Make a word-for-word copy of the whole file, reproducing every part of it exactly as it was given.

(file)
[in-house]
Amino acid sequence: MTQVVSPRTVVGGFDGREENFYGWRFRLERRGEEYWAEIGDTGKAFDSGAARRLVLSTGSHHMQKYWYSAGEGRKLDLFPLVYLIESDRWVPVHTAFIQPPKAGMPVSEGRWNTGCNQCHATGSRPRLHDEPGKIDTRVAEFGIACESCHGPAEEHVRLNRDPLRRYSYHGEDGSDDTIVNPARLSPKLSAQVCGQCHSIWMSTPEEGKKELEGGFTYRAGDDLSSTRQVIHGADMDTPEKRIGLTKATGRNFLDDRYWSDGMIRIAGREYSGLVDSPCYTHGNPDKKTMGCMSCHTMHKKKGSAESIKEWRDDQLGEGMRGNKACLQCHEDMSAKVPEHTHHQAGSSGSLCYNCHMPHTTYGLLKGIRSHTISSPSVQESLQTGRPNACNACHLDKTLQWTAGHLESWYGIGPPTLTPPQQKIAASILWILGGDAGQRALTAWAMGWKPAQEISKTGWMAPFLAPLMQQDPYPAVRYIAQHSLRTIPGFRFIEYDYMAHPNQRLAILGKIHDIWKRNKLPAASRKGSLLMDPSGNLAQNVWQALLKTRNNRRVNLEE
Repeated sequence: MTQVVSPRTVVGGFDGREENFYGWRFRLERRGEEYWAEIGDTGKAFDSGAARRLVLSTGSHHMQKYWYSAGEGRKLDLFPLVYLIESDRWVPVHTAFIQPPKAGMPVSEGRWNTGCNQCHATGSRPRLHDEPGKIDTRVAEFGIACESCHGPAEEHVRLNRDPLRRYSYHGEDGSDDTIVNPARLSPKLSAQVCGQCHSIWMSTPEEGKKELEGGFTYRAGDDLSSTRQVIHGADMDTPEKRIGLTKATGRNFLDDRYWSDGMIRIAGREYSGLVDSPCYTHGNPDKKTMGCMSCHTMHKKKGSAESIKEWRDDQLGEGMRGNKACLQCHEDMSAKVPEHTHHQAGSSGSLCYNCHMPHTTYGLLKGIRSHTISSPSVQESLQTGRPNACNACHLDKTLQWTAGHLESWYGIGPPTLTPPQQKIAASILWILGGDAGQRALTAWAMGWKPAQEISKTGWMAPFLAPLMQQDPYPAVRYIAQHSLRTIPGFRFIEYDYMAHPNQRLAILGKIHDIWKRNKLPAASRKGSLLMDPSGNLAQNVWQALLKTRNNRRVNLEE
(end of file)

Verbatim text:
[in-house]
Amino acid sequence: MTQVVSPRTVVGGFDGREENFYGWRFRLERRGEEYWAEIGDTGKAFDSGAARRLVLSTGSHHMQKYWYSAGEGRKLDLFPLVYLIESDRWVPVHTAFIQPPKAGMPVSEGRWNTGCNQCHATGSRPRLHDEPGKIDTRVAEFGIACESCHGPAEEHVRLNRDPLRRYSYHGEDGSDDTIVNPARLSPKLSAQVCGQCHSIWMSTPEEGKKELEGGFTYRAGDDLSSTRQVIHGADMDTPEKRIGLTKATGRNFLDDRYWSDGMIRIAGREYSGLVDSPCYTHGNPDKKTMGCMSCHTMHKKKGSAESIKEWRDDQLGEGMRGNKACLQCHEDMSAKVPEHTHHQAGSSGSLCYNCHMPHTTYGLLKGIRSHTISSPSVQESLQTGRPNACNACHLDKTLQWTAGHLESWYGIGPPTLTPPQQKIAASILWILGGDAGQRALTAWAMGWKPAQEISKTGWMAPFLAPLMQQDPYPAVRYIAQHSLRTIPGFRFIEYDYMAHPNQRLAILGKIHDIWKRNKLPAASRKGSLLMDPSGNLAQNVWQALLKTRNNRRVNLEE
Repeated sequence: MTQVVSPRTVVGGFDGREENFYGWRFRLERRGEEYWAEIGDTGKAFDSGAARRLVLSTGSHHMQKYWYSAGEGRKLDLFPLVYLIESDRWVPVHTAFIQPPKAGMPVSEGRWNTGCNQCHATGSRPRLHDEPGKIDTRVAEFGIACESCHGPAEEHVRLNRDPLRRYSYHGEDGSDDTIVNPARLSPKLSAQVCGQCHSIWMSTPEEGKKELEGGFTYRAGDDLSSTRQVIHGADMDTPEKRIGLTKATGRNFLDDRYWSDGMIRIAGREYSGLVDSPCYTHGNPDKKTMGCMSCHTMHKKKGSAESIKEWRDDQLGEGMRGNKACLQCHEDMSAKVPEHTHHQAGSSGSLCYNCHMPHTTYGLLKGIRSHTISSPSVQESLQTGRPNACNACHLDKTLQWTAGHLESWYGIGPPTLTPPQQKIAASILWILGGDAGQRALTAWAMGWKPAQEISKTGWMAPFLAPLMQQDPYPAVRYIAQHSLRTIPGFRFIEYDYMAHPNQRLAILGKIHDIWKRNKLPAASRKGSLLMDPSGNLAQNVWQALLKTRNNRRVNLEE